Anger at ‘speed cushions’

“Speed cushions” on Flinders Way. Photo by Dylan Meikle

“Speed cushions” on Flinders Way. Photo by Dylan Meikle

THEIR purpose is to calm traffic, but the series of new “speed cushions” on 60kph Flinders Way near Manuka seem to do anything but calm drivers.

“CityNews” has received calls of outrage from south-side residents about the seven 20kph speed bumps, which were installed in May as part of the Residential Streets Improvements Program.

The program targets collector roads within the ACT and ranks them based on crash history, speed and volume, and land use information, according to Territory and Municipal Services.

“The installed speed cushions on Flinders Way and associated intersections were implemented to slow the speed of vehicles approaching with the aim of reducing crash incidents,” a TAMS spokesperson said.

“The project will be evaluated six months from the date of installation.”

When asked about the effect of drivers avoiding the speed humps by taking alternative routes, “rat running” through residential streets of Forrest, Red Hill and Griffith the spokesperson said: “The evaluation of the project will take into account speed and volume surveys on adjoining streets.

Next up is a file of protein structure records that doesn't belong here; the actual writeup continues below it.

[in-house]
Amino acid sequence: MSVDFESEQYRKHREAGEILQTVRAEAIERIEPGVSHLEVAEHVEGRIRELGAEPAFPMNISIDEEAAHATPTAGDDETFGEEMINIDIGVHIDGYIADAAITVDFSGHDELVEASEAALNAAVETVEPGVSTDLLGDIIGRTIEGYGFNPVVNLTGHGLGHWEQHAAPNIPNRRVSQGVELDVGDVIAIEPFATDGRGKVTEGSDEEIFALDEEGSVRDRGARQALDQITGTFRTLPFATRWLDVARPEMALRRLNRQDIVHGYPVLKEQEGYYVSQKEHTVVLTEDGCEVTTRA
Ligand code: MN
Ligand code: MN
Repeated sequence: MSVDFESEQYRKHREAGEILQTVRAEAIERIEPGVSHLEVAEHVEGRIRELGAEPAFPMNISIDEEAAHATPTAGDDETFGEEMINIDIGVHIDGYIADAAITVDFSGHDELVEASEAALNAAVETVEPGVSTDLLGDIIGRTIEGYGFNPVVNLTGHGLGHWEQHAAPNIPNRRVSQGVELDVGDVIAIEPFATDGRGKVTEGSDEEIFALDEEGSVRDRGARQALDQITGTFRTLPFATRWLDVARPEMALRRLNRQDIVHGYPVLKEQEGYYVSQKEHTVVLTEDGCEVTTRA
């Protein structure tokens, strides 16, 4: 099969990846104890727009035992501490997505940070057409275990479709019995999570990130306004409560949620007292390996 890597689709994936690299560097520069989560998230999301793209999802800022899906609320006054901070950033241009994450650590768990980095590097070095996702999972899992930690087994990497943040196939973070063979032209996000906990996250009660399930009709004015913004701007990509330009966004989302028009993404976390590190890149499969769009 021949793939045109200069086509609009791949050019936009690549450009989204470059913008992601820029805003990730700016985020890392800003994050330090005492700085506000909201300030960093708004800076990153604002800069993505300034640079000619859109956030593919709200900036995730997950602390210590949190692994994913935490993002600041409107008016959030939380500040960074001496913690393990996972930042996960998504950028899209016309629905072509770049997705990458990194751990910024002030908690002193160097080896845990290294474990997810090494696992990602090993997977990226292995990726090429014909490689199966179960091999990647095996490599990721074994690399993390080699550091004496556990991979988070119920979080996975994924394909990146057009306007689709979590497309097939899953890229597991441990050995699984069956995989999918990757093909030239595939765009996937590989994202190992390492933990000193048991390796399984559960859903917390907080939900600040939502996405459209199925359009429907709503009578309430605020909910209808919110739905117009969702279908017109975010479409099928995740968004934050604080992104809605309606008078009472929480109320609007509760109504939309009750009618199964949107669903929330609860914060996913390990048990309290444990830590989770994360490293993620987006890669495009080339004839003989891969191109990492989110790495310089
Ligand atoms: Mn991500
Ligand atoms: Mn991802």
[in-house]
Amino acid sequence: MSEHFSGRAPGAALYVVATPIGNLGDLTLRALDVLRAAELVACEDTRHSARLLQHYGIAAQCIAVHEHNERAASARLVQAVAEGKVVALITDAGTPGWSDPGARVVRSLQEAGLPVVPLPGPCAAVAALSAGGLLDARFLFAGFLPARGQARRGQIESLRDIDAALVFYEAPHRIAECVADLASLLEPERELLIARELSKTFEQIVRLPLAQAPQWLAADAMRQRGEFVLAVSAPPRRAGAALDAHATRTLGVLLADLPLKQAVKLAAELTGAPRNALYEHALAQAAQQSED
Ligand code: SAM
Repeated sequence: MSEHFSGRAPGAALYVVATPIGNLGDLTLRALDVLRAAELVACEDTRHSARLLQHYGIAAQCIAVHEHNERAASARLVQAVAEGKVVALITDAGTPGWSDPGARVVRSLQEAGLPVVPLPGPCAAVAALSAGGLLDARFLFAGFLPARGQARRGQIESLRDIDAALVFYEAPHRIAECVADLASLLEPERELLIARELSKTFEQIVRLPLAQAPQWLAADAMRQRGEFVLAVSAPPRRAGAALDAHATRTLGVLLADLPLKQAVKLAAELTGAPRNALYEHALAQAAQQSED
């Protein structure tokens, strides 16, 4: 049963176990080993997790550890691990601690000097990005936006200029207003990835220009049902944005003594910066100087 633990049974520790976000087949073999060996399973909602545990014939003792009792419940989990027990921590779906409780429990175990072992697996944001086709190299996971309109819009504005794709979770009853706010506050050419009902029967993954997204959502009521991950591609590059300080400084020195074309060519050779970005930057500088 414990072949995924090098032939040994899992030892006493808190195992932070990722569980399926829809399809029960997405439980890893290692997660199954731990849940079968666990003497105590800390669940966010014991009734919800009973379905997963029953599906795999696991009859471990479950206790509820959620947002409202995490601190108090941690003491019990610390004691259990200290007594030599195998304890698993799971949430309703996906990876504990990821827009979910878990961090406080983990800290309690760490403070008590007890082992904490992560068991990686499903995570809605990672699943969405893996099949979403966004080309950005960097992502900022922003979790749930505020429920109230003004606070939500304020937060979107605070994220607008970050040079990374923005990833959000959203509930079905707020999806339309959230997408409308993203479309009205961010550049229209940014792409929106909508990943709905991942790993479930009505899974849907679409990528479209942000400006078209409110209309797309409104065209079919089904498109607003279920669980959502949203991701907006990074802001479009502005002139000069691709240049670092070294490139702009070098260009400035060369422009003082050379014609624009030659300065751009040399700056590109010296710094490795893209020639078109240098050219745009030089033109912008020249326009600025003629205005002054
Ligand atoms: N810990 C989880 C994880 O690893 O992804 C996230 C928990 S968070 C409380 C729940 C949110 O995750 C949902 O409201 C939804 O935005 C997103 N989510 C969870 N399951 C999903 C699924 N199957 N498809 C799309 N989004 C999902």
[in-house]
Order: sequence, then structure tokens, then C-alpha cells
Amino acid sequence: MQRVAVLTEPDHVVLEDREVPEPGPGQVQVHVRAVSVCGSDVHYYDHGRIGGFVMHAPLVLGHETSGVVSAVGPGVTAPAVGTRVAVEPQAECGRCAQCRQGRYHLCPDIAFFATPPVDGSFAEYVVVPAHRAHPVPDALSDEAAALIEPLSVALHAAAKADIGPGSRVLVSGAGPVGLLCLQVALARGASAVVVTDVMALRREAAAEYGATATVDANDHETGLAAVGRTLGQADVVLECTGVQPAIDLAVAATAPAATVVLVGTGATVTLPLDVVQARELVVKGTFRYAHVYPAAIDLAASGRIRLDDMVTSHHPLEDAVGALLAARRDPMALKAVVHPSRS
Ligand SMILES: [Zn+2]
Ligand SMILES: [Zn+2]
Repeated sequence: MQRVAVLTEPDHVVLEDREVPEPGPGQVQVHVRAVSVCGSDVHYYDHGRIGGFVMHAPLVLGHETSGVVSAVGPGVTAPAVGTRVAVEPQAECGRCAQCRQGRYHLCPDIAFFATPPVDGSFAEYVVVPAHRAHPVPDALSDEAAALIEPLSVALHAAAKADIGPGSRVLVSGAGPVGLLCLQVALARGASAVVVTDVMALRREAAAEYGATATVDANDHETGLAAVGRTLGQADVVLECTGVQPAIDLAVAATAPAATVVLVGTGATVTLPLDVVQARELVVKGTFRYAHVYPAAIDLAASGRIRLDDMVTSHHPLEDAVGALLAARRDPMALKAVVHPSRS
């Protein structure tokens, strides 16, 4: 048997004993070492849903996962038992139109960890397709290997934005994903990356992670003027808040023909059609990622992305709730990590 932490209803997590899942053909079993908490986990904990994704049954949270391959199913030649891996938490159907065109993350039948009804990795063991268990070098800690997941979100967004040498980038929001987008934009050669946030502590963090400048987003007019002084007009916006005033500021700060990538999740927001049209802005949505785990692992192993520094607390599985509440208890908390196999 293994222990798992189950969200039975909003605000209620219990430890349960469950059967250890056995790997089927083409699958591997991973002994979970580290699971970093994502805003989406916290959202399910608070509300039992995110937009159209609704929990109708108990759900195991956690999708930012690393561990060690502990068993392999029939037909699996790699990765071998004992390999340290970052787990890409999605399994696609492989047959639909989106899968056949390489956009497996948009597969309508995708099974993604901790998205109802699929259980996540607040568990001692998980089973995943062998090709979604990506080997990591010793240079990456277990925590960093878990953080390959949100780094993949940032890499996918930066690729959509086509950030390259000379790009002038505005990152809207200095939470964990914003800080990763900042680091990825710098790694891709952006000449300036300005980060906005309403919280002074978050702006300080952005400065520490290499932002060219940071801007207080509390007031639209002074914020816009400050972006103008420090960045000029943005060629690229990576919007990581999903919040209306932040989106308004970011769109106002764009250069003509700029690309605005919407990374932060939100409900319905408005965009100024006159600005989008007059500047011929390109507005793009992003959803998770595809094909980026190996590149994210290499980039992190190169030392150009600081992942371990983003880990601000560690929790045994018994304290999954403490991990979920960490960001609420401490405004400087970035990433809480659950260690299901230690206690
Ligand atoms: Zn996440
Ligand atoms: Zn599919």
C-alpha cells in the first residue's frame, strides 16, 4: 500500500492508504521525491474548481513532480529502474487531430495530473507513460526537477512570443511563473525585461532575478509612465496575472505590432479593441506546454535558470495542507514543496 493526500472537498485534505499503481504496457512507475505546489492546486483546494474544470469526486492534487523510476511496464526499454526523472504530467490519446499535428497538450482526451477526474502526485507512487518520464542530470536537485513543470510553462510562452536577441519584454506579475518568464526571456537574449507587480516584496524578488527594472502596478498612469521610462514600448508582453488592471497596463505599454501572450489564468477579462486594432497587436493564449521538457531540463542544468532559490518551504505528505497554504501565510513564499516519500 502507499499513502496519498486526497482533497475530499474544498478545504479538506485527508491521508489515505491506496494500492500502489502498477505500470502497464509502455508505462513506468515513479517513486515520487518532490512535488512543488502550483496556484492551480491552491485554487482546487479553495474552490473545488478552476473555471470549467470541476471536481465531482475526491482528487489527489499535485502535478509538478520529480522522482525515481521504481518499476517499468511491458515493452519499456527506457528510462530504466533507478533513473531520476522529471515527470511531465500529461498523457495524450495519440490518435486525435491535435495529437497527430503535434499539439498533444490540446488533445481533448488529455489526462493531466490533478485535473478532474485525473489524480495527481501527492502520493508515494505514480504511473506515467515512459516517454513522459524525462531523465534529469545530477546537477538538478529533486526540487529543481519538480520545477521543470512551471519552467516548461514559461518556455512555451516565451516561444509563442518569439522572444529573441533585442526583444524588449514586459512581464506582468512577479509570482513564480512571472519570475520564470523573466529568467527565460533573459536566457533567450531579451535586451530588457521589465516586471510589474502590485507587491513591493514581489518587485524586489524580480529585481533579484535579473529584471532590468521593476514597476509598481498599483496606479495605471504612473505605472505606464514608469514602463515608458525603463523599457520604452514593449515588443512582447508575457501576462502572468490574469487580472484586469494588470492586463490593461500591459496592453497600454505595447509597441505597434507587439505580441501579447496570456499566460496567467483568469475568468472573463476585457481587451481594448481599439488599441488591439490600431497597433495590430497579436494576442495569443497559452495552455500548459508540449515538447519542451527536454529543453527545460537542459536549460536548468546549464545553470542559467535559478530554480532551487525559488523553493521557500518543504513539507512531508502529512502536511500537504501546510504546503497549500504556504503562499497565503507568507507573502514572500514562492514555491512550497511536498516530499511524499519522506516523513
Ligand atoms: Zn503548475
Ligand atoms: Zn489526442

“Adjustments may be made pending the outcome of this evaluation.

“The evaluation will include comparison of speed and volume information pre and post-installation and examination of crash data.”

However, the consultation of directly affected residents was undertaken over a three-week period in November.

Residents and businesses on Flinders Way, Monaro Crescent, La Perouse Street and Murray Crescent were only contacted by a letterbox drop.

“Flinders Way is not an arterial road,” the spokesperson said. “It is a road where people live and the aim of this project is to address their concerns and improve their amenity…

“The signposted speed limit on roads such as Flinders Way is a guide and is a maximum limit. Road users need to adjust their speed to suit the conditions.

“The Flinders Way project is primarily aimed at managing crash incidence.”

The evaluation will be made by Roads ACT around October/November and will include a comparison of speed and volume information pre and post-installation and crash data.

Public comment will be invited over a minimum three-week period.

“Follow up speed and volume surveys will be undertaken over a minimum seven-day period at locations that were surveyed pre-installation,” the spokesperson said.

“This includes Flinders Way and side streets. Crash data for the period post installation will be compared against similar periods in previous years.”

The spokesperson said directly affected residences will be letterbox dropped and information will be also available on the ACT Government website and feedback can be submitted online or in writing.

Results of the evaluation will be available on the ACT Government website.

Speed cushions are also proposed for Spofforth Street in Holt.

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3 Responses to “Anger at ‘speed cushions’”